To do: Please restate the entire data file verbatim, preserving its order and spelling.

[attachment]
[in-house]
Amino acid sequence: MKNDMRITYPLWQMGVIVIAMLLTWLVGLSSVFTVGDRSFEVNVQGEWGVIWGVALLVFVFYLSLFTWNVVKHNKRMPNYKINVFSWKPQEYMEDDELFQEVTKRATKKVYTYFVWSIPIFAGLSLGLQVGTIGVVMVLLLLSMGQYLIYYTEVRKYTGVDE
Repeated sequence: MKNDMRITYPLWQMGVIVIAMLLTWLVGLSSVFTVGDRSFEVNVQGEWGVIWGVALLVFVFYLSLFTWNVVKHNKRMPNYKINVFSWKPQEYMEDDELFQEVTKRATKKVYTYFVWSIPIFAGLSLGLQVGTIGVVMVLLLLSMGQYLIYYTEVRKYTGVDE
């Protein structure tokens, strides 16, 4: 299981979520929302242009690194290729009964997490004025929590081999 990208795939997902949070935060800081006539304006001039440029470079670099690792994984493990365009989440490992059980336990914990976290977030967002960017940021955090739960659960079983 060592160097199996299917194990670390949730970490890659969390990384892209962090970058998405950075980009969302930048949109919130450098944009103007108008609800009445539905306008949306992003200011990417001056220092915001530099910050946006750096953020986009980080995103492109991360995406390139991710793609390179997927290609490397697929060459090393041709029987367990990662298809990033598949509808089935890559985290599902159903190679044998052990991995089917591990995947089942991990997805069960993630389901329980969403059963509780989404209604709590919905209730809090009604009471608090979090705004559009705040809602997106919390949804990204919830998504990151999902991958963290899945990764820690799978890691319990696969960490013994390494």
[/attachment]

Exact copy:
[in-house]
Amino acid sequence: MKNDMRITYPLWQMGVIVIAMLLTWLVGLSSVFTVGDRSFEVNVQGEWGVIWGVALLVFVFYLSLFTWNVVKHNKRMPNYKINVFSWKPQEYMEDDELFQEVTKRATKKVYTYFVWSIPIFAGLSLGLQVGTIGVVMVLLLLSMGQYLIYYTEVRKYTGVDE
Repeated sequence: MKNDMRITYPLWQMGVIVIAMLLTWLVGLSSVFTVGDRSFEVNVQGEWGVIWGVALLVFVFYLSLFTWNVVKHNKRMPNYKINVFSWKPQEYMEDDELFQEVTKRATKKVYTYFVWSIPIFAGLSLGLQVGTIGVVMVLLLLSMGQYLIYYTEVRKYTGVDE
């Protein structure tokens, strides 16, 4: 299981979520929302242009690194290729009964997490004025929590081999 990208795939997902949070935060800081006539304006001039440029470079670099690792994984493990365009989440490992059980336990914990976290977030967002960017940021955090739960659960079983 060592160097199996299917194990670390949730970490890659969390990384892209962090970058998405950075980009969302930048949109919130450098944009103007108008609800009445539905306008949306992003200011990417001056220092915001530099910050946006750096953020986009980080995103492109991360995406390139991710793609390179997927290609490397697929060459090393041709029987367990990662298809990033598949509808089935890559985290599902159903190679044998052990991995089917591990995947089942991990997805069960993630389901329980969403059963509780989404209604709590919905209730809090009604009471608090979090705004559009705040809602997106919390949804990204919830998504990151999902991958963290899945990764820690799978890691319990696969960490013994390494």